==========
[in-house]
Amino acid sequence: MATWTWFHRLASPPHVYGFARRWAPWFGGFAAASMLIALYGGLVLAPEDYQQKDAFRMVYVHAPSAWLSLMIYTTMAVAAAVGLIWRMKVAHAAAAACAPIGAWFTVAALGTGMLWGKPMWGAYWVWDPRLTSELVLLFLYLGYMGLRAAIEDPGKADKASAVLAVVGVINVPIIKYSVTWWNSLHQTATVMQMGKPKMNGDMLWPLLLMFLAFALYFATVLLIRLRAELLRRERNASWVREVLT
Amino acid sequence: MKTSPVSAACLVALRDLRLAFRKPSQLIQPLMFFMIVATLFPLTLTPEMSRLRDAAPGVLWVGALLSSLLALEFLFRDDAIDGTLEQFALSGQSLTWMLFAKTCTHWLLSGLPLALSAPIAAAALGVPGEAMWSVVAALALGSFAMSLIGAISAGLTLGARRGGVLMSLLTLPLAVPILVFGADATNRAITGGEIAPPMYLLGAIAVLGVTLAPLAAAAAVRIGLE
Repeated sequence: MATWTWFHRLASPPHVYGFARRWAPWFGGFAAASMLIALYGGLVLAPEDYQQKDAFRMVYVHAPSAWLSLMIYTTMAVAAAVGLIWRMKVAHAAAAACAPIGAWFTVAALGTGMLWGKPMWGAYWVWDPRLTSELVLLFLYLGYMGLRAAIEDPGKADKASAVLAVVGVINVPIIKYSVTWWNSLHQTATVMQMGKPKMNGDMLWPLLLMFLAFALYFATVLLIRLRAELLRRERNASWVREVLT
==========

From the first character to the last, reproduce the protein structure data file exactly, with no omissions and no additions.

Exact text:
[in-house]
Amino acid sequence: MATWTWFHRLASPPHVYGFARRWAPWFGGFAAASMLIALYGGLVLAPEDYQQKDAFRMVYVHAPSAWLSLMIYTTMAVAAAVGLIWRMKVAHAAAAACAPIGAWFTVAALGTGMLWGKPMWGAYWVWDPRLTSELVLLFLYLGYMGLRAAIEDPGKADKASAVLAVVGVINVPIIKYSVTWWNSLHQTATVMQMGKPKMNGDMLWPLLLMFLAFALYFATVLLIRLRAELLRRERNASWVREVLT
Amino acid sequence: MKTSPVSAACLVALRDLRLAFRKPSQLIQPLMFFMIVATLFPLTLTPEMSRLRDAAPGVLWVGALLSSLLALEFLFRDDAIDGTLEQFALSGQSLTWMLFAKTCTHWLLSGLPLALSAPIAAAALGVPGEAMWSVVAALALGSFAMSLIGAISAGLTLGARRGGVLMSLLTLPLAVPILVFGADATNRAITGGEIAPPMYLLGAIAVLGVTLAPLAAAAAVRIGLE
Repeated sequence: MATWTWFHRLASPPHVYGFARRWAPWFGGFAAASMLIALYGGLVLAPEDYQQKDAFRMVYVHAPSAWLSLMIYTTMAVAAAVGLIWRMKVAHAAAAACAPIGAWFTVAALGTGMLWGKPMWGAYWVWDPRLTSELVLLFLYLGYMGLRAAIEDPGKADKASAVLAVVGVINVPIIKYSVTWWNSLHQTATVMQMGKPKMNGDMLWPLLLMFLAFALYFATVLLIRLRAELLRRERNASWVREVLT